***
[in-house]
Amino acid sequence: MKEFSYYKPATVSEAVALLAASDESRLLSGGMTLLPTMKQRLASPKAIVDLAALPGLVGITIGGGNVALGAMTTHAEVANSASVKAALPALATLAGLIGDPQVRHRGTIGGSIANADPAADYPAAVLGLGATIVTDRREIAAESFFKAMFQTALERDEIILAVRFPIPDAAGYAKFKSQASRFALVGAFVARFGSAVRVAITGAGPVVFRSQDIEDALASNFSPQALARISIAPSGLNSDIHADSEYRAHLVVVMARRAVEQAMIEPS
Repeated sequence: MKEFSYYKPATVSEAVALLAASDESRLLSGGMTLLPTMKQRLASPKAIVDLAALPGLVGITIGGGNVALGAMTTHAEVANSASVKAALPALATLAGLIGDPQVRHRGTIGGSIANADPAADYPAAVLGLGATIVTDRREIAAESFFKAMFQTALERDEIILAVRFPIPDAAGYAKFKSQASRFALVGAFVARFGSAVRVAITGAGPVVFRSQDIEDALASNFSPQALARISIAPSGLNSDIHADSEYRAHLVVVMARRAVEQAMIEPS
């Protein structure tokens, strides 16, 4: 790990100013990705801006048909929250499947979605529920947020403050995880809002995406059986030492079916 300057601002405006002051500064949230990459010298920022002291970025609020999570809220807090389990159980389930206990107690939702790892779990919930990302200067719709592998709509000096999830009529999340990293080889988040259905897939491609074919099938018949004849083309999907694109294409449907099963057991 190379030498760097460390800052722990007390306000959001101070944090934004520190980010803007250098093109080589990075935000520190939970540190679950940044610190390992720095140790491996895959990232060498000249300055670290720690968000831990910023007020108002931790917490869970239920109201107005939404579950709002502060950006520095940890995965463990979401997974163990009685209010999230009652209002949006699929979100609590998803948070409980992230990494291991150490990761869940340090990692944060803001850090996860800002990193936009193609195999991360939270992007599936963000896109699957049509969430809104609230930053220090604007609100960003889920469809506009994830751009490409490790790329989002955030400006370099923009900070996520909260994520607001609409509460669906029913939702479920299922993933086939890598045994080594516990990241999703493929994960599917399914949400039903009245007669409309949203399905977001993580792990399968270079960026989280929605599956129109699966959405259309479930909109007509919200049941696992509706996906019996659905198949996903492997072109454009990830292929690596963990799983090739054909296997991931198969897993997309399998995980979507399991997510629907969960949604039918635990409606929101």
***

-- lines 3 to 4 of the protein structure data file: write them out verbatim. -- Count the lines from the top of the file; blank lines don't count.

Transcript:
Repeated sequence: MKEFSYYKPATVSEAVALLAASDESRLLSGGMTLLPTMKQRLASPKAIVDLAALPGLVGITIGGGNVALGAMTTHAEVANSASVKAALPALATLAGLIGDPQVRHRGTIGGSIANADPAADYPAAVLGLGATIVTDRREIAAESFFKAMFQTALERDEIILAVRFPIPDAAGYAKFKSQASRFALVGAFVARFGSAVRVAITGAGPVVFRSQDIEDALASNFSPQALARISIAPSGLNSDIHADSEYRAHLVVVMARRAVEQAMIEPS
């Protein structure tokens, strides 16, 4: 790990100013990705801006048909929250499947979605529920947020403050995880809002995406059986030492079916 300057601002405006002051500064949230990459010298920022002291970025609020999570809220807090389990159980389930206990107690939702790892779990919930990302200067719709592998709509000096999830009529999340990293080889988040259905897939491609074919099938018949004849083309999907694109294409449907099963057991 190379030498760097460390800052722990007390306000959001101070944090934004520190980010803007250098093109080589990075935000520190939970540190679950940044610190390992720095140790491996895959990232060498000249300055670290720690968000831990910023007020108002931790917490869970239920109201107005939404579950709002502060950006520095940890995965463990979401997974163990009685209010999230009652209002949006699929979100609590998803948070409980992230990494291991150490990761869940340090990692944060803001850090996860800002990193936009193609195999991360939270992007599936963000896109699957049509969430809104609230930053220090604007609100960003889920469809506009994830751009490409490790790329989002955030400006370099923009900070996520909260994520607001609409509460669906029913939702479920299922993933086939890598045994080594516990990241999703493929994960599917399914949400039903009245007669409309949203399905977001993580792990399968270079960026989280929605599956129109699966959405259309479930909109007509919200049941696992509706996906019996659905198949996903492997072109454009990830292929690596963990799983090739054909296997991931198969897993997309399998995980979507399991997510629907969960949604039918635990409606929101």